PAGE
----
Rabbits and guinea pigs are similar in size and both are prey animals but rabbits can be aggressive creatures. They have very strong back legs which they can kick the guinea pig with. This kind of fight would end badly for the guinea pig.
The best cage mate for a guinea pig is another guinea pig and there is no doubt about this. But here you should also pay close attention. The atmosphere in the cage should be harmonious.
This means that it shouldn’t be a guinea pig that is bulling the other(s). If you have a Cavy that is in constant fear of his cage mates, that’s not good.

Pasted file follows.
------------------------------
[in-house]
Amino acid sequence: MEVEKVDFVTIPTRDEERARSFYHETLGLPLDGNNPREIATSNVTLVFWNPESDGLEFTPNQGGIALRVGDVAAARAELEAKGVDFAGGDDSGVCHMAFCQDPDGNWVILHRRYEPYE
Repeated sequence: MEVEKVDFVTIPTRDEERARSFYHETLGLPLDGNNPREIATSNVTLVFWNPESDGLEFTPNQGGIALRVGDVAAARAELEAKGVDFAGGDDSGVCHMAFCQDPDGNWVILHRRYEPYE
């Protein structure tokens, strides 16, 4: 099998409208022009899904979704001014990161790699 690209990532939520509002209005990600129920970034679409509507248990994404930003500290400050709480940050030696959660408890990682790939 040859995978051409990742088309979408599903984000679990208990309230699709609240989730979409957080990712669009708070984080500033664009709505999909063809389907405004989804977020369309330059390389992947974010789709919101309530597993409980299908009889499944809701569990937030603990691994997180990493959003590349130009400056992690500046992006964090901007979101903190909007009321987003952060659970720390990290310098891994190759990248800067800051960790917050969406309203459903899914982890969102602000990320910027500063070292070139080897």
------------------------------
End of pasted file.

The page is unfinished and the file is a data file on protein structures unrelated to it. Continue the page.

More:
If you have guinea pigs that tend to bite and hurt each other, they simply don’t match, nobody should live like that.
If you notice that your guinea pigs are purring or teeth chattering or shaking their butts you know that something bad is going to happen. Not every fight is a sign that your guinea pigs cannot live together.
Some guinea pigs can fight and then sort things out. It’s important to react if one of them is overly aggressive towards the other one. But if they are equal, some fight every now and then is kind of minor disagreement which won’t ruin their friendship.
Guinea pigs also are scared of other pets, especially dogs and cats but also other guinea pigs that are aggressive may turn your Cavy’s life into a terror.
Now, I’m not saying that all dogs and cats are blood-thirsty predators, because each canine or feline has its own personality. But they do have natural instincts written in their genes. – just like guinea pigs.